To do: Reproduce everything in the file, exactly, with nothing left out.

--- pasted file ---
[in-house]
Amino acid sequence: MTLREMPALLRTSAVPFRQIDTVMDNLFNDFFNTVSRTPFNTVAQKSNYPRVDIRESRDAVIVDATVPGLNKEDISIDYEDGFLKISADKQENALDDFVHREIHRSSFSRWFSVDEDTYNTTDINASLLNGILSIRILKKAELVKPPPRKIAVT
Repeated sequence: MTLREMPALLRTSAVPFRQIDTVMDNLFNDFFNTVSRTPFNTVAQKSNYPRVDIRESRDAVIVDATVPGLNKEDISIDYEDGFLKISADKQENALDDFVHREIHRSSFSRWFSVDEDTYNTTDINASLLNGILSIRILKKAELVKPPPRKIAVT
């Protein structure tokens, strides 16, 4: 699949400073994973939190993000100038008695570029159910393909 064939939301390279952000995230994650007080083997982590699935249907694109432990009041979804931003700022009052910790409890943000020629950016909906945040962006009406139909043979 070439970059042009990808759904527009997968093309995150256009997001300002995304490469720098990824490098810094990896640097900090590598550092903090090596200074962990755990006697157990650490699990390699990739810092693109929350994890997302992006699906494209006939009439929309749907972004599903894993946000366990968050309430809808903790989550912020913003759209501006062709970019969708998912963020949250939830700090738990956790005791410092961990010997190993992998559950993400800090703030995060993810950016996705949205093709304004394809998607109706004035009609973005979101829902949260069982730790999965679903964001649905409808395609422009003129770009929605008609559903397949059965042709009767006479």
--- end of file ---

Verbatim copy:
[in-house]
Amino acid sequence: MTLREMPALLRTSAVPFRQIDTVMDNLFNDFFNTVSRTPFNTVAQKSNYPRVDIRESRDAVIVDATVPGLNKEDISIDYEDGFLKISADKQENALDDFVHREIHRSSFSRWFSVDEDTYNTTDINASLLNGILSIRILKKAELVKPPPRKIAVT
Repeated sequence: MTLREMPALLRTSAVPFRQIDTVMDNLFNDFFNTVSRTPFNTVAQKSNYPRVDIRESRDAVIVDATVPGLNKEDISIDYEDGFLKISADKQENALDDFVHREIHRSSFSRWFSVDEDTYNTTDINASLLNGILSIRILKKAELVKPPPRKIAVT
């Protein structure tokens, strides 16, 4: 699949400073994973939190993000100038008695570029159910393909 064939939301390279952000995230994650007080083997982590699935249907694109432990009041979804931003700022009052910790409890943000020629950016909906945040962006009406139909043979 070439970059042009990808759904527009997968093309995150256009997001300002995304490469720098990824490098810094990896640097900090590598550092903090090596200074962990755990006697157990650490699990390699990739810092693109929350994890997302992006699906494209006939009439929309749907972004599903894993946000366990968050309430809808903790989550912020913003759209501006062709970019969708998912963020949250939830700090738990956790005791410092961990010997190993992998559950993400800090703030995060993810950016996705949205093709304004394809998607109706004035009609973005979101829902949260069982730790999965679903964001649905409808395609422009003129770009929605008609559903397949059965042709009767006479």